Another crackdown on civil liberties won't steer Erdogan's troubled Turkey towards peace

Not since the fall of the Ottomans a century ago has the very unity and future of the nation been so precarious, and its power so obviously waning. That is bad news for the region, for Europe, and for the world

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The Independent Online

With the new year comes a bloody reminder that the destabilisation of the entire Middle East region continues, and may even accelerate during 2017. There may be a fragile ceasefire in the Syrian civil war – the peace of the graveyard – but the last few years have seen the fracturing and destruction of entire nations in a way that would have seemed unimaginable for much of recent history.

Like dominoes, Iraq, Libya, Syria and Yemen have all suffered, and terribly, the human cost still being paid by the injured, bereaved and homeless. Egypt seems poised on the margins of meltdown. Now Turkey, a regional superpower, Nato member and long thought more a player than a victim in this pitiless saga, is being pulverised by violence.

That violence, ominously, is perpetrated by a variety of forces: Islamist extremists, Kurdish separatists, the secular forces behind the botched military coup in the summer, and the more brutal elements within President Erdogan’s regime. Not since the fall of the Ottomans a century ago has the very unity and future of the nation been so precarious, and its power so obviously waning. That is bad news for the region, for Europe, and for the world.

Footage of Istanbul attack and aftermath

Low level terror has become almost a norm in Turkey. Almost every month there is some act of indiscriminate or political murder, targeting wedding guests, airports, military convoys, party-goers, the Russian ambassador and, now, the leading nightclub in the country – a symbol, presumably, of the dissolute ways of the Turkish secular elite in eyes of some religious fundamentalists.

The usual reaction from President Erdogan is a further crackdown on civil liberties, legitimate political dissent and a purge of the police and other state institutions. It hasn’t worked. Nor can it while Turkey’s foreign and security policies remain so confused and shifting.

At times, the nation has seemed on the brink of war with Russia, only to find that the two countries have an overwhelming shared interest in suppressing Isis at almost any cost to Syrian civilians, hence the recent ceasefire brokered by Russia and Turkey. Turkey relies on the US for military support, yet chides it for harbouring Fetullah Gulen, the opposition leader held responsible for the attempted coup. Most dangerously foolish of all, Turkey had previously turned a blind eye to Isis for as long as it seemed a useful force to fight the Kurds, which Isis did with a ruthlessness that even Mr Erdogan would flinch from. Before that, the Turkish Government had been alternately for and against the Assad government. Like the West, it has never been quite sure what to do with Jabhat al-Nusra, now renamed, complete with its variable links to al-Qaeda.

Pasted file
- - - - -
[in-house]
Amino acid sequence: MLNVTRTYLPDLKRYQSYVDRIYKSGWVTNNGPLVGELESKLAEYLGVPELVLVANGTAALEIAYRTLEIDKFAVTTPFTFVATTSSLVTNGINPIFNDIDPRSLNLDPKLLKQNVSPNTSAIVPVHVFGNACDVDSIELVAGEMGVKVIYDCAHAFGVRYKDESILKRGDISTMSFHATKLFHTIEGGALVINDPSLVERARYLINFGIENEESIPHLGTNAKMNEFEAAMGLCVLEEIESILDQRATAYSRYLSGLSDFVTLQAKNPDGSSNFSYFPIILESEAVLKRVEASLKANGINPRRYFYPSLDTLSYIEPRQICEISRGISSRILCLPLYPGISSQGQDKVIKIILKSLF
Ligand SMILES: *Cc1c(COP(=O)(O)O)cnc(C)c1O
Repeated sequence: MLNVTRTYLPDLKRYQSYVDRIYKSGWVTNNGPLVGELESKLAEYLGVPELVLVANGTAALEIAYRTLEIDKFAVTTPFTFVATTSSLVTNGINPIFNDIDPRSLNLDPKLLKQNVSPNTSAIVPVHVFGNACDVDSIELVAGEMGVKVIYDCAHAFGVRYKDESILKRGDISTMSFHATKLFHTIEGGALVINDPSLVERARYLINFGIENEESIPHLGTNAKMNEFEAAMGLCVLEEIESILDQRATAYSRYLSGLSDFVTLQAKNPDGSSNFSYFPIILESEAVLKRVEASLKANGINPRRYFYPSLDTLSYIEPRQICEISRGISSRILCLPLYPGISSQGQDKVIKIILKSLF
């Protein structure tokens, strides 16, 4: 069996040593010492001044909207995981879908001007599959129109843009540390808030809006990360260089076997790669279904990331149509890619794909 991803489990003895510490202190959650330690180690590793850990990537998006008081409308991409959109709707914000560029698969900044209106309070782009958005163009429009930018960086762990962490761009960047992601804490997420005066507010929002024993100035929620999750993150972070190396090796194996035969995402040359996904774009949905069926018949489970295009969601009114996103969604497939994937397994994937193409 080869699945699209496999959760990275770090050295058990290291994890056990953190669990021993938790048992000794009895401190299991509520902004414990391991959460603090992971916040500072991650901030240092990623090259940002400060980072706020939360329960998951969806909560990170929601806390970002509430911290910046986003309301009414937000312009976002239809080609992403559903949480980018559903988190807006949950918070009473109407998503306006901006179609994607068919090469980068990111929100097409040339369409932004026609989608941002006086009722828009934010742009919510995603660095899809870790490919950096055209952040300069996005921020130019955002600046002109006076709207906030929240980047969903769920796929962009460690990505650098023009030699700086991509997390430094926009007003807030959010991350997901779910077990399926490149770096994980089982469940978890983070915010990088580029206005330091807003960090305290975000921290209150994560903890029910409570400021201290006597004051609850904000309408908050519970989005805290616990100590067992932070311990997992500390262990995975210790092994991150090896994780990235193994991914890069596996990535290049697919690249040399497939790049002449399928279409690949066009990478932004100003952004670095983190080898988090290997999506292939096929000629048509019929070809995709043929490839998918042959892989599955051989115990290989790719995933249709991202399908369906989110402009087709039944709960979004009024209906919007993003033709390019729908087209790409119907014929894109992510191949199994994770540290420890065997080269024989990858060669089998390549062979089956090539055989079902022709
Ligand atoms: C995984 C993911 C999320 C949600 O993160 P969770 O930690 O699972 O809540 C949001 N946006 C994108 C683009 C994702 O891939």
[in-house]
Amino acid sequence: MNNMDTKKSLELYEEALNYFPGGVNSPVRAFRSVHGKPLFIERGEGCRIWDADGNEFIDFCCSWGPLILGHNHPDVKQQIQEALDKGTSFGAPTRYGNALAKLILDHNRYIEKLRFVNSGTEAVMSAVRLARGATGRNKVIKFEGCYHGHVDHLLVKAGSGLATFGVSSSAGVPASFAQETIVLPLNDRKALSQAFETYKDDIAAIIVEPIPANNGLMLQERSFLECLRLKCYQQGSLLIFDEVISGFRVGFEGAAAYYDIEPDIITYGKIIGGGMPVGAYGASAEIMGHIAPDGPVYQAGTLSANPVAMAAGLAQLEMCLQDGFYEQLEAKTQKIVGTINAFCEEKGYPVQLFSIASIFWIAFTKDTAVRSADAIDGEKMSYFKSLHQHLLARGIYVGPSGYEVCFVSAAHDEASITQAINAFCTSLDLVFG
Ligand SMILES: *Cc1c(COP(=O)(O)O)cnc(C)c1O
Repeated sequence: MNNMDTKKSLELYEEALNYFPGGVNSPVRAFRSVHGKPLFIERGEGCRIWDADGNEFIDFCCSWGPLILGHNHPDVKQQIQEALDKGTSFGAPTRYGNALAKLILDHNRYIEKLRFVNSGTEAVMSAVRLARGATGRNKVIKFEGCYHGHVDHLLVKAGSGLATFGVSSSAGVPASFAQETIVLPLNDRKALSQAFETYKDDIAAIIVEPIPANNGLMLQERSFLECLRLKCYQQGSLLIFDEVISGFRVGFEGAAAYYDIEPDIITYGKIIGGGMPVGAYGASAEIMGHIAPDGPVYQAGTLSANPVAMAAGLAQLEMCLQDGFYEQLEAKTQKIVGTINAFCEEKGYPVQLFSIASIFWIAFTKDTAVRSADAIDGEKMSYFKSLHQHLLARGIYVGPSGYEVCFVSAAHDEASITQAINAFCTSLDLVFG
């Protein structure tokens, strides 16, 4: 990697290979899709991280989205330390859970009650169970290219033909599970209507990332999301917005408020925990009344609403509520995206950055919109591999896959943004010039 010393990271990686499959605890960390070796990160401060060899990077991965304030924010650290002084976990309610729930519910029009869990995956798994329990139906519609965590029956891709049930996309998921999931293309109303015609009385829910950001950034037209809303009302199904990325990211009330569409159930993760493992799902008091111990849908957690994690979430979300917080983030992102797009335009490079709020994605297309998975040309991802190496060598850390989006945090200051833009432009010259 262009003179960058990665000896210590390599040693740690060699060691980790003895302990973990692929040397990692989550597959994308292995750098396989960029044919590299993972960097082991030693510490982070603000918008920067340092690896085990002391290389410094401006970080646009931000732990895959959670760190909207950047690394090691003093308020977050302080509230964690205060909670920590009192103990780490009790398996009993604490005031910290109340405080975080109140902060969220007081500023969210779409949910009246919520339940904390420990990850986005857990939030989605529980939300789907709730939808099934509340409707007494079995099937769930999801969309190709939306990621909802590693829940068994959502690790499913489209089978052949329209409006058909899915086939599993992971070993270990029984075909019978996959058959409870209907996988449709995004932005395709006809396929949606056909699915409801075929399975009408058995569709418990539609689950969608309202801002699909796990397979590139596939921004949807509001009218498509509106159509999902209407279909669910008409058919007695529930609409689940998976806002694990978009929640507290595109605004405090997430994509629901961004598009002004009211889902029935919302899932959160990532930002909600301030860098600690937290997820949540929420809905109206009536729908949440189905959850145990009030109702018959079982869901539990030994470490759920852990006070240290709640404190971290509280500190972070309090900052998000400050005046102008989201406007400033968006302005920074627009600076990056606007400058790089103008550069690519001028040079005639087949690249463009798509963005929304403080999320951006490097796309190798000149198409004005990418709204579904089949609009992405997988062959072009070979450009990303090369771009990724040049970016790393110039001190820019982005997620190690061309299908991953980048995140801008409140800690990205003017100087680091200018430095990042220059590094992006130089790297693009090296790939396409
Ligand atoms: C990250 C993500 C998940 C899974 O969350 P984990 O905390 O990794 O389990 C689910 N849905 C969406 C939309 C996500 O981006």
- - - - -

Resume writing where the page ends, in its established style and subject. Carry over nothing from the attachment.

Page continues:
None of which has done Turkey, or Mr Erdogan, much good. It betrays the fact that Turkey’s government has failed to understand the nature and the enormity of the threats facing the nation.

The Kurdish question will not be solved unless there is a proper consensual accommodation with the legitimate desire of the Kurdish people for self-determination. A de facto Kurdish homeland and multi-ethnic political entity has already established itself in its autonomous northern province in Iraq and the federalised Rojava region of northern Syria, running the length of the Turkish frontier. Turkey can no longer rely on Saddam and Assad to insure itself against Kurdish nationalism.

Of course a political deal with the Kurds is unacceptable to many in Turkey, and could well mean the secession of the Kurdish territory, and Turkey’s territorial integrity. But that may happen anyway, as the inevitable end point of the current trend of violence and oppression in the region. 

Turkey faces the possibility of collapse as a unitary, secular democratic state unless it neutralises the least lethal threats to itself, such as that presented by the Kurds. Under President Erdogan, in partnership with his new friends in the Kremlin, that seems a forlorn hope – even at this most hopeful time of the year. 

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